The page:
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We arrived at LAX, tired with head aches after being sugar-high on airplane candy for about 15 hours. Closer by Kings of Leon was playing through the speakers at Starbucks and in the line to the airport customs we stood next to Aron, you know that guys who plays the main roll in Kick Ass? He was much shorter than I had imagined.

I didn’t really know what to expect from Los Angeles, but during our three days there, the city ticked boxes that I didn’t even know I had in the back of my mind. There were so many clichés everywhere I turned, as if someone had staged the most typical LA scene specifically for my arrival.

This ended up being the kind of trip where we drastically kept jumping from one situation to another, from one group of people to another, and how amazing it may be to travel this way, it’s also quite draining. You get so caught up in a situation and you get so very close to these people so quickly, and then suddenly you’re leaving to go somewhere else with new people to get to know. And so it goes on.

Really, the only way for me to cope with it, was to write about it. To write about the moments I shared with these wonderful, crazy, interesting people, the thoughts I had about them and the feelings I had for them.

When I met Alex and Aris, the two cycling brothers from Florida, I felt myself getting slightly attached to them only after a day or so, feeling strongly that they are two people who I want in my life. I fell in love with their close bond, their interest in me and the mysterious energy that surrounded them.

Two very all-American looking boys, who quickly showed me an amount depth that I didn’t expect would come from them, and almost found hard to trust at first. But I soon realised that they were the most kind and genuine of people.

I can’t really put my finger on what it was with Alex that I admired so much. I’m not sure if it was because we were a ridiculously good team when playing beer pong, or the fact that he reminds me of Ryan Gosling in The Notebook, or that everything we did together felt so natural and easy, as if we were the most obvious match.

With Ari it was more clear why I felt so connected to him. First of all, he has a twisted mind, which sometimes is enough to get me excited about a person. And Ari knew that unlike most other people, I caught him on his bullshit, and therefore he had no choice but to be raw and honest with me.

Without really having time to reflect, we suddenly found ourselves on the way to the desert in a big hippie van with two guys from Israel. Our days with Isaac and Einav were a haze of weed smoke, cheap american beers, cactus fields and cold desert nights. It was a rollercoaster of great moments and less great ones, since a few culture clashes are bound to appear when you put two Swedish girls together with two Israeli guys in a van for four days straight.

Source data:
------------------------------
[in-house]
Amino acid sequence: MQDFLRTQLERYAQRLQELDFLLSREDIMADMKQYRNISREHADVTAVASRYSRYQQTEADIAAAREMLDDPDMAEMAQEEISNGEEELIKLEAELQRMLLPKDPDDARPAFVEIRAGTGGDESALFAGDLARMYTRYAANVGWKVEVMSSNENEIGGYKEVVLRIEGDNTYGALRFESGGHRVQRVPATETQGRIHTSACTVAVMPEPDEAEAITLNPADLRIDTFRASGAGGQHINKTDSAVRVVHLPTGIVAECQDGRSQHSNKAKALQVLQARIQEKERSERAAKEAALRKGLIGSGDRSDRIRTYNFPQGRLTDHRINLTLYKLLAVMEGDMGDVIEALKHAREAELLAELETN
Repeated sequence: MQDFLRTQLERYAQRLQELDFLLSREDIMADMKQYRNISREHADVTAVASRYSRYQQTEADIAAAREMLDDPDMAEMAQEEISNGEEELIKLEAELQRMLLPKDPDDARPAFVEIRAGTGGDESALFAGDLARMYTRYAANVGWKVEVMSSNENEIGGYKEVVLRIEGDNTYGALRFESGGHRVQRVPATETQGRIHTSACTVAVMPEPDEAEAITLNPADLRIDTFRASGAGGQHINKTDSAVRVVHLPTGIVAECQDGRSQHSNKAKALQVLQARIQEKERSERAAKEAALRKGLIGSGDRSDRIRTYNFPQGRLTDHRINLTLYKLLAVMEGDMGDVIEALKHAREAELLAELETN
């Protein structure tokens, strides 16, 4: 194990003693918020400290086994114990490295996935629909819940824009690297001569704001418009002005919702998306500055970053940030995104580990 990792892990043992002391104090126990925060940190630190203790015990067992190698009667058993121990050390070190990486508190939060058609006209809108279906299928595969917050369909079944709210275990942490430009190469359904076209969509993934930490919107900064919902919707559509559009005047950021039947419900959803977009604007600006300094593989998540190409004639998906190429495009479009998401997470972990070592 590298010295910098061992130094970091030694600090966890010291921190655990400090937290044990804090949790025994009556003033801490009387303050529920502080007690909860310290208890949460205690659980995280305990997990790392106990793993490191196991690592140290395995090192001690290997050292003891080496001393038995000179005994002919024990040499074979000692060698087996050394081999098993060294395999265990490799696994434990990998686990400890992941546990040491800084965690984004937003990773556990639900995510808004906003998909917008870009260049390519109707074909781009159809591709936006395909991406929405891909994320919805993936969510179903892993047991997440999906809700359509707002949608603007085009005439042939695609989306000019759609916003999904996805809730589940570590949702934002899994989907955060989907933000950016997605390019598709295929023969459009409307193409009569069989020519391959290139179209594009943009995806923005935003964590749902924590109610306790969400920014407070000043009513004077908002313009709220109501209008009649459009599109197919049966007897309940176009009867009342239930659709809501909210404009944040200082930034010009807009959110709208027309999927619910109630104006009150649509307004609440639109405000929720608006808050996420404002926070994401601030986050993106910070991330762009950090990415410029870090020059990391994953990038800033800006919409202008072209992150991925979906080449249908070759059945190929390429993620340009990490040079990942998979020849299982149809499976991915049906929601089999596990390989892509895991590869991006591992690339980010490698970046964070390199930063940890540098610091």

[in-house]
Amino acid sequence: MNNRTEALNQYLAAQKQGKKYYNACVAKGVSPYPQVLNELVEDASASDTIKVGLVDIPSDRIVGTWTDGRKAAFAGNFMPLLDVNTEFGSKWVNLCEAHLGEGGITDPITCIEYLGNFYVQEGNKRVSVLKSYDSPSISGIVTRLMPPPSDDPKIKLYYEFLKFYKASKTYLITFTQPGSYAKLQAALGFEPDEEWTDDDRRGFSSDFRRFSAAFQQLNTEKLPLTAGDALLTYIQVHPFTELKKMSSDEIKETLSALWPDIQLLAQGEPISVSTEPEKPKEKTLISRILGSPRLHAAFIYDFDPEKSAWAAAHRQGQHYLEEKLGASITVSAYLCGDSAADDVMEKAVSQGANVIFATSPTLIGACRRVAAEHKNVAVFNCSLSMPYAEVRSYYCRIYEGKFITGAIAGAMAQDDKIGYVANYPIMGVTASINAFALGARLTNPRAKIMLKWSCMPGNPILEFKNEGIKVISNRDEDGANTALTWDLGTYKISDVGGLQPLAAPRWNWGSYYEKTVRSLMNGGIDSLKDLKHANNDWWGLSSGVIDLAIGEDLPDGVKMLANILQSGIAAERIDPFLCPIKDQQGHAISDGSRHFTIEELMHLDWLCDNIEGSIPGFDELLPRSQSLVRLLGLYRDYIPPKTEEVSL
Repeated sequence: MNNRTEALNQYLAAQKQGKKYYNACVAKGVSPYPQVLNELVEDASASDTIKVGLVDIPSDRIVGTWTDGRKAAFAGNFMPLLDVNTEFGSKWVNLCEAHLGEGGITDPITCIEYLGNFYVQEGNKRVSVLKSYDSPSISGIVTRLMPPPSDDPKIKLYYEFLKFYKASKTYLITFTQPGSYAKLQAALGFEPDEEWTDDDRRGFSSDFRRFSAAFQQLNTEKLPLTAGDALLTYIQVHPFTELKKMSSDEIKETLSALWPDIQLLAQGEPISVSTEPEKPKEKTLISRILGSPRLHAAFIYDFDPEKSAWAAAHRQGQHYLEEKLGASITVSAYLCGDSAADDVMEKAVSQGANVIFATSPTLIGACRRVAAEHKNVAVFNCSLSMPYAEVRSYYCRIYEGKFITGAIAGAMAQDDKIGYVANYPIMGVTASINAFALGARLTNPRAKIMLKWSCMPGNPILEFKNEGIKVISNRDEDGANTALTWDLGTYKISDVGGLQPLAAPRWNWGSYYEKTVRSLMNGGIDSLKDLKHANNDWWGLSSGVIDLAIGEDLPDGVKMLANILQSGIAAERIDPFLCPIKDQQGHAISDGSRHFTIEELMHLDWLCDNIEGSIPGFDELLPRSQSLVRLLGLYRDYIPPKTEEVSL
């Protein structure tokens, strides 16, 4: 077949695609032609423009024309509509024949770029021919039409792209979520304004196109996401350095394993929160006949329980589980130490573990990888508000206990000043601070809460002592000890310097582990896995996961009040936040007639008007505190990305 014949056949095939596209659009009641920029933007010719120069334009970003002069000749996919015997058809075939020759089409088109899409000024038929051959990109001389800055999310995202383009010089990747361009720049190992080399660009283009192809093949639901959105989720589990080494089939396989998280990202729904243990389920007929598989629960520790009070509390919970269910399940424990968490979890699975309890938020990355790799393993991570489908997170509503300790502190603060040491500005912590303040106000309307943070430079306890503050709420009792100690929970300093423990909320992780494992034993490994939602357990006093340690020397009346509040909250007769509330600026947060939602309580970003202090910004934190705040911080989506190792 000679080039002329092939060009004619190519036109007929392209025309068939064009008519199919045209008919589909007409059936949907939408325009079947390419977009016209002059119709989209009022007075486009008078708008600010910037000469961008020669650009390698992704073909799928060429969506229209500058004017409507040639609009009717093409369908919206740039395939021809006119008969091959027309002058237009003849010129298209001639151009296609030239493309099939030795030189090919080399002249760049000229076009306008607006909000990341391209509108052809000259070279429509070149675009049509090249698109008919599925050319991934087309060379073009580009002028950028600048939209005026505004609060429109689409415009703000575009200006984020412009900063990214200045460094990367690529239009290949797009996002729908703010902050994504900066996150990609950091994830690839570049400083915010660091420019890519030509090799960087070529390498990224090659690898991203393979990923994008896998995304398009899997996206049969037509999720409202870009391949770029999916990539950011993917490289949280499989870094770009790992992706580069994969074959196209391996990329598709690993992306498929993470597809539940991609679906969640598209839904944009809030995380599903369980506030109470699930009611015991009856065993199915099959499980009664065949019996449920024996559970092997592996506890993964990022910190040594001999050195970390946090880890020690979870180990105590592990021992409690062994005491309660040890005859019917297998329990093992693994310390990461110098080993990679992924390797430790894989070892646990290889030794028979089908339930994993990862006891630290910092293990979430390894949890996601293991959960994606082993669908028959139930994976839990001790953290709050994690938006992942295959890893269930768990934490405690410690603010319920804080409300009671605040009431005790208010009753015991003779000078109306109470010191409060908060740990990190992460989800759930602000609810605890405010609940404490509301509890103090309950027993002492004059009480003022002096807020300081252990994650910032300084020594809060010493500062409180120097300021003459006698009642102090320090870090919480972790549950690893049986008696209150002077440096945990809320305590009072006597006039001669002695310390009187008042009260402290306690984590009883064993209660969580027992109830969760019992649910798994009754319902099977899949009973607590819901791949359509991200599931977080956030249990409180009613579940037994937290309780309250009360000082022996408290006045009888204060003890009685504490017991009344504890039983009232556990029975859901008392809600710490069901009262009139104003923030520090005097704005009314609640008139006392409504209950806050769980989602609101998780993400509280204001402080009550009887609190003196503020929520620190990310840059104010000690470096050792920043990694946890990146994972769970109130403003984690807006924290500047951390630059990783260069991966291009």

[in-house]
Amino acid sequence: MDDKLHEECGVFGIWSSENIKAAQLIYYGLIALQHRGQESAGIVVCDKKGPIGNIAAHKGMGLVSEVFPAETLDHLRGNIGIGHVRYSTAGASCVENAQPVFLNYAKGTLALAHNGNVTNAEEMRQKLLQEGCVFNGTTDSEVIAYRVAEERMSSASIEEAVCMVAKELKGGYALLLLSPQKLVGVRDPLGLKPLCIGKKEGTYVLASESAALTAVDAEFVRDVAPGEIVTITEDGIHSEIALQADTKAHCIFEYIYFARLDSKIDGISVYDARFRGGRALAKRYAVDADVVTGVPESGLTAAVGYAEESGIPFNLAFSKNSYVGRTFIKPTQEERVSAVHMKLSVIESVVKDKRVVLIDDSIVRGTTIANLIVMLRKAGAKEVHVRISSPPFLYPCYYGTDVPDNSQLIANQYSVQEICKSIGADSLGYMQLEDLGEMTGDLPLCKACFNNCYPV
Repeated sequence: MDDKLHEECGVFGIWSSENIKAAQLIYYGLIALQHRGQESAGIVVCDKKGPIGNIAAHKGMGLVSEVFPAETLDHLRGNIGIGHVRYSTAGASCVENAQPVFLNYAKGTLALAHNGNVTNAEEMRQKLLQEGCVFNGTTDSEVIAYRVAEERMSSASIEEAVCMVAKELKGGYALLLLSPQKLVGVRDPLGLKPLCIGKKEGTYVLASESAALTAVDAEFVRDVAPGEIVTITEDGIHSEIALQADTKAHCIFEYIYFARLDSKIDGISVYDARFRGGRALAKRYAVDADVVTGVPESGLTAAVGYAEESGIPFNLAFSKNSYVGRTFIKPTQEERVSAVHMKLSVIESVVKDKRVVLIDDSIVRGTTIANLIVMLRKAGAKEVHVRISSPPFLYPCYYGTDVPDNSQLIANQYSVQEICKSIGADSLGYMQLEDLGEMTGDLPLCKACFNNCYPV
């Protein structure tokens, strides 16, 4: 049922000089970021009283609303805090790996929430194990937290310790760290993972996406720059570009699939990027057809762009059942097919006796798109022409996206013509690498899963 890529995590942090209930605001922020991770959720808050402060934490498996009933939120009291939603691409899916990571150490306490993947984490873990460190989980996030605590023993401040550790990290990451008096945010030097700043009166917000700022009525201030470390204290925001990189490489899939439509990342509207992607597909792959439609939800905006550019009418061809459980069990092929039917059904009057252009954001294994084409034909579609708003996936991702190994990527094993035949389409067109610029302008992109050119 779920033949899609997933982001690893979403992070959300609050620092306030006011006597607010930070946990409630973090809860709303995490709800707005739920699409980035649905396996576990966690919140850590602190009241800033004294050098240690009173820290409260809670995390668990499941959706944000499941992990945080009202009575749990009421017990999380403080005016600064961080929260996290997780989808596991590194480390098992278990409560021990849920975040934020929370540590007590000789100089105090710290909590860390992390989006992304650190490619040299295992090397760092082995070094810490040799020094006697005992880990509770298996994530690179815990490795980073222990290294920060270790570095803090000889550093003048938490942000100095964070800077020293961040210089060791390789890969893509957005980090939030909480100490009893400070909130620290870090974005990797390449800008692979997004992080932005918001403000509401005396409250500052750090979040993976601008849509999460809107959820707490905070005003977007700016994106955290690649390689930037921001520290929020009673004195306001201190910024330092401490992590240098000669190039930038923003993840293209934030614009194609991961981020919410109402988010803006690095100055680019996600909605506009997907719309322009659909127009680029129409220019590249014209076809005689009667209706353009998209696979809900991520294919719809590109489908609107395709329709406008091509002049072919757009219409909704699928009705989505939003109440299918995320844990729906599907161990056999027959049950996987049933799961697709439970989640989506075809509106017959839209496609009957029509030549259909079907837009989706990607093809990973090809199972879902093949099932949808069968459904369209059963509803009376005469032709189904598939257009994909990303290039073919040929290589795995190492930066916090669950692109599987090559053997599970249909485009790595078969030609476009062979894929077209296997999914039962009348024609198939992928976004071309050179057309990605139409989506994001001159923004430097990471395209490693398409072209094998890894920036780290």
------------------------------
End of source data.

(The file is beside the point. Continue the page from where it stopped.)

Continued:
Many times I got annoyed with them. It’s hard to explain, but Isaac had a way of making you feel great and horrible about yourself at the same time. He constantly went from being kind and intelligent, to behaving like an annoying child. He’s the kind of person who’s a little too good at bullshitting, who says everything like he’s giving you a ‘valuable life lesson’, and who gives you compliments that are secretly insulting.

For some twisted reason, I didn’t feel that Isaac deserved to experience the best version of me, and so I was a lesser version of myself in his presence, which in itself probably made him liking me less likely.

It’s easy get stuck in that kind of bad circle with a person, however, somehow we did actually enjoy each others company in the end as I had learnt to accept his faults and observe them rather than let them get to me.

As we’re rolling through the desert in the Ohana bus, I’m lying down by the window, wrapped in my sleeping bag, writing and gazing out the window at the stars while Isaac is driving and singing songs in Hebrew, I still can’t help but to feel extremely fortunate.

Right when I thought I couldn’t possibly meet more interesting people, we stumbled upon Van and Neutrino. The two hand-pan players who randomly showed up outside of the Ohana bus, after a pan-gathering in the desert. They spent a magical night with us all out in Joshua Tree National park, right under the starry sky.

Actually, I won’t get into my love-hate relationship with Van that developed during this trip. It would just take too long to write down all the ups and downs and to get the full picture.

However I will mention Neutrino, since he probably was the person I got the closest to during the whole California trip. It almost makes me believe that some kind of supernatural force brought him to me.

We were lying in the narrow hostel bed next to each other. I broke down crying and he had a minor panic attack slightly after. Then we both simultaneously broke out in laughter, leading to more intimacy and finally resting in each others arms.

I’m not sure if it was the fact that I had an afternoon coffee, a beer and some other things I probably shouldn’t mention, all on this same day. Or if it was the overload of thoughts in my head that made me stay wide awake until 06 in the morning, head spinning and heart throbbing out of my chest. A situation that normally would give me anxiety, but now felt quite okay somehow. He was sleeping next to me, this person who I had come to trust and adore, who quickly had become a best friend.

It’s quite rare, but now and then you meet a person who you just know you’ll see again, and probably have a true, forever lasting connection with during your whole life. A deep trust and understanding for one another. That’s what I felt with Neutrino, and I’m forever thankful for it.


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